Every good gift and every perfect gift is from above, and comes down from the Father of lights, with whom there is no variation or shadow of turning. Of His own will He brought us forth by the word of truth, that we might be a kind of firstfruits of His creatures.

So then, my beloved brethren, let every man be swift to hear, slow to speak, slow to wrath. (James 1:17-19)

And this drives us to the point of Pentecost.  “He who has ears to hear, let him hear,” Jesus said (Matthew 13:9).  His desire to is to produce much fruit in, through, and for us when we do (Matthew 13:23).  As we will learn more clearly next month, the point of Pentecost is preaching.  It is that we hear what the Spirit has to say (Revelation 2 & 3).  The first fruits of the Spirit are none other than the first fruits of those who have fallen asleep.  It is Christ.  The Holy Spirit gives us Christ with the promise to give us much more when faith is turned to sight.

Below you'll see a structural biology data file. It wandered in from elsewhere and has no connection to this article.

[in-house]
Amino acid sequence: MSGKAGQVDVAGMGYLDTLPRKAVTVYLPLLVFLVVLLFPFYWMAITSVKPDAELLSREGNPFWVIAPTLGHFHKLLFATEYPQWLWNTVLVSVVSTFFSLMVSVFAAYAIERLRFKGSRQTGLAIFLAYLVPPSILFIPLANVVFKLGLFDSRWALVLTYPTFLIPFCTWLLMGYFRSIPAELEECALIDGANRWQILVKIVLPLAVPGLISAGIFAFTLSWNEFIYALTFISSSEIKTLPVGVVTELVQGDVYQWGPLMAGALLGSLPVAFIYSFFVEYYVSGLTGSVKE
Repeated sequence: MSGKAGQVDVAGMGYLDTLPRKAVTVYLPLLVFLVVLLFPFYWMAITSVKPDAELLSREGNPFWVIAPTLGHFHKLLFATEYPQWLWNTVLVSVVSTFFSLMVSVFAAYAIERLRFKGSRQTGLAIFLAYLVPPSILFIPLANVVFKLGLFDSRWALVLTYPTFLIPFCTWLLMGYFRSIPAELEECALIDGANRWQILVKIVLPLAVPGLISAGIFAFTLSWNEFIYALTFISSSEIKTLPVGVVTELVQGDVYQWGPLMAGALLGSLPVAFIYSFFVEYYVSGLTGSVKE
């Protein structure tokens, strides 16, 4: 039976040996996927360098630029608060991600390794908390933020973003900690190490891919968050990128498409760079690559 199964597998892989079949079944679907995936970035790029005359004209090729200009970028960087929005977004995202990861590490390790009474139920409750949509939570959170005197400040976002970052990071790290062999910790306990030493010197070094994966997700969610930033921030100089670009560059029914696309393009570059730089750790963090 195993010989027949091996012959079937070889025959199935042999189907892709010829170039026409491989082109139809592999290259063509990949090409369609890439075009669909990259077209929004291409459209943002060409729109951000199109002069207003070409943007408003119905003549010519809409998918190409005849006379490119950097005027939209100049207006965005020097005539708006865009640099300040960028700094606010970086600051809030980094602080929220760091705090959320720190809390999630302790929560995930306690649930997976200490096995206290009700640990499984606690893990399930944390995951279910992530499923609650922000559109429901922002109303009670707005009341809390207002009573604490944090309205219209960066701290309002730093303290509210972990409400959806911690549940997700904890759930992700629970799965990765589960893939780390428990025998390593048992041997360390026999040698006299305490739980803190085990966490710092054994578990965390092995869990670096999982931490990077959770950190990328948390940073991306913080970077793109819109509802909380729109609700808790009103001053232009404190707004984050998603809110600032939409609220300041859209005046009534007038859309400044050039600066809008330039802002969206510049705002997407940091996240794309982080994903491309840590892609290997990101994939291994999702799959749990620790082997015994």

When we give our first and best to God, we are entrusting to him our future.  We are expressing trust that if he can cause a beginning, he can bring what he started to a rich and plentiful end.  When we budget our offering to the church, we should not give what is left over.  This is an untrusting thing to do.  We should budget what is non-negotiable first.  And when we do, we express trust toward God that he can provide the rest – just as he provided the first.  In many ways, this festival is the most daring.  If I promise you a thousand dollars, but hand them to you one dollar at a time, will you give away the first hundred?  Perhaps you might be totally willing to give away 200 or even 300 dollars once you have the full thousand in hand.  But to give away 100 when all I’ve handed you so far is 125!?  That’s confidence!  That’s loving what is to come more than what you already have (John 12:25).  This was the purpose of this festival of our Lord.  God who teaches us whom to trust in on Passover teaches us on Pentecost how to trust him.  And he does so with the assurance of so much more to come!  Christ who rose remains with us.  Next month we’ll consider his promised return.

Yours in Christ — Pastor John Christian Preus